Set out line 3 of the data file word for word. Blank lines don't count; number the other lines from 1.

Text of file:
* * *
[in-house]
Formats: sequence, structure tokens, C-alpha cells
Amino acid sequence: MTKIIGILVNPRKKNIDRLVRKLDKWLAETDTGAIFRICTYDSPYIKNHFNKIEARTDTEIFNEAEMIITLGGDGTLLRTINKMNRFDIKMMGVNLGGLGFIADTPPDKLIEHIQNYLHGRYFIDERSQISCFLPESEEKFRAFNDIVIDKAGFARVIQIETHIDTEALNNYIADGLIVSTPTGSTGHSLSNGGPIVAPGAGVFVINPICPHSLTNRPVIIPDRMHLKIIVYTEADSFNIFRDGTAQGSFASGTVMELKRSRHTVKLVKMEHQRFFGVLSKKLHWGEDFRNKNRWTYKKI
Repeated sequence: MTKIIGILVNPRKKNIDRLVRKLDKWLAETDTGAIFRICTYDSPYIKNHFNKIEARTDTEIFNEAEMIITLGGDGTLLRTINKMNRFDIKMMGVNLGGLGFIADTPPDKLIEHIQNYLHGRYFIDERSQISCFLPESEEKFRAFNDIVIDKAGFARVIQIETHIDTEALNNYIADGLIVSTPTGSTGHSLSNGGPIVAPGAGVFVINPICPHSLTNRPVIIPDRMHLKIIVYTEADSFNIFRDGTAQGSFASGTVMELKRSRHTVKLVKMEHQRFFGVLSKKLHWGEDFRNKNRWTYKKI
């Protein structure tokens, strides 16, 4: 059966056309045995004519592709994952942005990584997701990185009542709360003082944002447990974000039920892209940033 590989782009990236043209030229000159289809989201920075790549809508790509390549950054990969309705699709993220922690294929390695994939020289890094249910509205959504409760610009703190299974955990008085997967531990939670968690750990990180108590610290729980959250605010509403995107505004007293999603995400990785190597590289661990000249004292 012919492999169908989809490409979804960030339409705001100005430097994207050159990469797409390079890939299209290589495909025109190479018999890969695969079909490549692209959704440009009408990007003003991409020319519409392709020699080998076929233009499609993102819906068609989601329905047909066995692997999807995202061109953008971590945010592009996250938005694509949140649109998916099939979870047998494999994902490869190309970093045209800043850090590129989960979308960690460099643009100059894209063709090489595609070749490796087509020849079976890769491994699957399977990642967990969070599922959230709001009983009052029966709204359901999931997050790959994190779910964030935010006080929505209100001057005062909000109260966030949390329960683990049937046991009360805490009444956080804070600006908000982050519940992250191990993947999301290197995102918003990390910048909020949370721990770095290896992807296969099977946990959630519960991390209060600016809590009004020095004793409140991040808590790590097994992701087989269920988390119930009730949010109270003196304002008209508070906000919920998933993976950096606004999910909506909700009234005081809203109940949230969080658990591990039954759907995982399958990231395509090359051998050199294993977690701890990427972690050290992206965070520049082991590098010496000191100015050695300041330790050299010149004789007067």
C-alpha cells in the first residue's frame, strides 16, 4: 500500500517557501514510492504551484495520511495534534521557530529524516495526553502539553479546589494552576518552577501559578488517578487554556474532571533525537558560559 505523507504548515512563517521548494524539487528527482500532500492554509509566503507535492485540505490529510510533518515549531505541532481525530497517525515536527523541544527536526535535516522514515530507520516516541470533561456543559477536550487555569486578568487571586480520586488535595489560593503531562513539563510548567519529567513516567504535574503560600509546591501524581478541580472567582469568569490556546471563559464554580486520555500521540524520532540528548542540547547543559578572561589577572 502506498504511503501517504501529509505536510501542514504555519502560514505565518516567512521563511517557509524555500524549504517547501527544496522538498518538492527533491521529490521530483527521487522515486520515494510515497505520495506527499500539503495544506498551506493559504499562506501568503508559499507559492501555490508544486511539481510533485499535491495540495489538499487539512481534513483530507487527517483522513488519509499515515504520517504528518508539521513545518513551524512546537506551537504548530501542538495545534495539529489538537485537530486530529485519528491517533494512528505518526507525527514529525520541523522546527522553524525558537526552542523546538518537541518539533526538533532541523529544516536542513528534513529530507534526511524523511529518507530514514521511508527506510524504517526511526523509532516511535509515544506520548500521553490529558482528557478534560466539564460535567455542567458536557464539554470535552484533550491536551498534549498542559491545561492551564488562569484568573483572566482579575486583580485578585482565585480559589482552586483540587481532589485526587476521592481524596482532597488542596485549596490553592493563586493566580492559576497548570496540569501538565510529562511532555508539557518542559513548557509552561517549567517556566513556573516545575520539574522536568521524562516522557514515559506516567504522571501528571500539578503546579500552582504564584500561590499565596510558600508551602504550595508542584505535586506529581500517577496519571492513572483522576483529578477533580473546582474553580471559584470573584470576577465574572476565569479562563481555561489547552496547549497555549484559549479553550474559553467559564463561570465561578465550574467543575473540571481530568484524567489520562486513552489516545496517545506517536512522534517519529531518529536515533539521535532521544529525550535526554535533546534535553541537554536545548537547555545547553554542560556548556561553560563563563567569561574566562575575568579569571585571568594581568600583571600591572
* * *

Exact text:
Amino acid sequence: MTKIIGILVNPRKKNIDRLVRKLDKWLAETDTGAIFRICTYDSPYIKNHFNKIEARTDTEIFNEAEMIITLGGDGTLLRTINKMNRFDIKMMGVNLGGLGFIADTPPDKLIEHIQNYLHGRYFIDERSQISCFLPESEEKFRAFNDIVIDKAGFARVIQIETHIDTEALNNYIADGLIVSTPTGSTGHSLSNGGPIVAPGAGVFVINPICPHSLTNRPVIIPDRMHLKIIVYTEADSFNIFRDGTAQGSFASGTVMELKRSRHTVKLVKMEHQRFFGVLSKKLHWGEDFRNKNRWTYKKI